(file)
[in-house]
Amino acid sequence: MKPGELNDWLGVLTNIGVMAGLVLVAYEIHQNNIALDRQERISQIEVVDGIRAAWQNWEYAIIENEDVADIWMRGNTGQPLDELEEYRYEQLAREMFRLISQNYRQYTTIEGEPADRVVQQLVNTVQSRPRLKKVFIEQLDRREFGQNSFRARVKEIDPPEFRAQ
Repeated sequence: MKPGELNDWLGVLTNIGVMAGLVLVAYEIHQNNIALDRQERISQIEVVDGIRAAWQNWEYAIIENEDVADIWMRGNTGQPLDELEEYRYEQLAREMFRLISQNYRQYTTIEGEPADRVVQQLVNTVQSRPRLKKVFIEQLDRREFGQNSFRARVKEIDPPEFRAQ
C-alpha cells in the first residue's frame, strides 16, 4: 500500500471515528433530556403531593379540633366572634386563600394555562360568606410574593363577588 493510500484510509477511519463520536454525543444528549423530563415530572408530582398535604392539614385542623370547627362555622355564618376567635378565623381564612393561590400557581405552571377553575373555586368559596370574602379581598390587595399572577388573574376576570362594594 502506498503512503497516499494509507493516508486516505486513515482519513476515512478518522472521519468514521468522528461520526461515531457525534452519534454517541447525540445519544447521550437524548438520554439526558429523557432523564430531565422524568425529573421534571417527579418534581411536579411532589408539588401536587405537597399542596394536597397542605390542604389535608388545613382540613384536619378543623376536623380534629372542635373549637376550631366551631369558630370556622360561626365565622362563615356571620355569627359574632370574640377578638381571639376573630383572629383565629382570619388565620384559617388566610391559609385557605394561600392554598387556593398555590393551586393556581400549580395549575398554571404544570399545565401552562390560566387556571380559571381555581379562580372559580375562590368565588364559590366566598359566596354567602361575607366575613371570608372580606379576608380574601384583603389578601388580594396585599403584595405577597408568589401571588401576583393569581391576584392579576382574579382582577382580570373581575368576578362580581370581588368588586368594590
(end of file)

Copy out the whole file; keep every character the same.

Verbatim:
[in-house]
Amino acid sequence: MKPGELNDWLGVLTNIGVMAGLVLVAYEIHQNNIALDRQERISQIEVVDGIRAAWQNWEYAIIENEDVADIWMRGNTGQPLDELEEYRYEQLAREMFRLISQNYRQYTTIEGEPADRVVQQLVNTVQSRPRLKKVFIEQLDRREFGQNSFRARVKEIDPPEFRAQ
Repeated sequence: MKPGELNDWLGVLTNIGVMAGLVLVAYEIHQNNIALDRQERISQIEVVDGIRAAWQNWEYAIIENEDVADIWMRGNTGQPLDELEEYRYEQLAREMFRLISQNYRQYTTIEGEPADRVVQQLVNTVQSRPRLKKVFIEQLDRREFGQNSFRARVKEIDPPEFRAQ
C-alpha cells in the first residue's frame, strides 16, 4: 500500500471515528433530556403531593379540633366572634386563600394555562360568606410574593363577588 493510500484510509477511519463520536454525543444528549423530563415530572408530582398535604392539614385542623370547627362555622355564618376567635378565623381564612393561590400557581405552571377553575373555586368559596370574602379581598390587595399572577388573574376576570362594594 502506498503512503497516499494509507493516508486516505486513515482519513476515512478518522472521519468514521468522528461520526461515531457525534452519534454517541447525540445519544447521550437524548438520554439526558429523557432523564430531565422524568425529573421534571417527579418534581411536579411532589408539588401536587405537597399542596394536597397542605390542604389535608388545613382540613384536619378543623376536623380534629372542635373549637376550631366551631369558630370556622360561626365565622362563615356571620355569627359574632370574640377578638381571639376573630383572629383565629382570619388565620384559617388566610391559609385557605394561600392554598387556593398555590393551586393556581400549580395549575398554571404544570399545565401552562390560566387556571380559571381555581379562580372559580375562590368565588364559590366566598359566596354567602361575607366575613371570608372580606379576608380574601384583603389578601388580594396585599403584595405577597408568589401571588401576583393569581391576584392579576382574579382582577382580570373581575368576578362580581370581588368588586368594590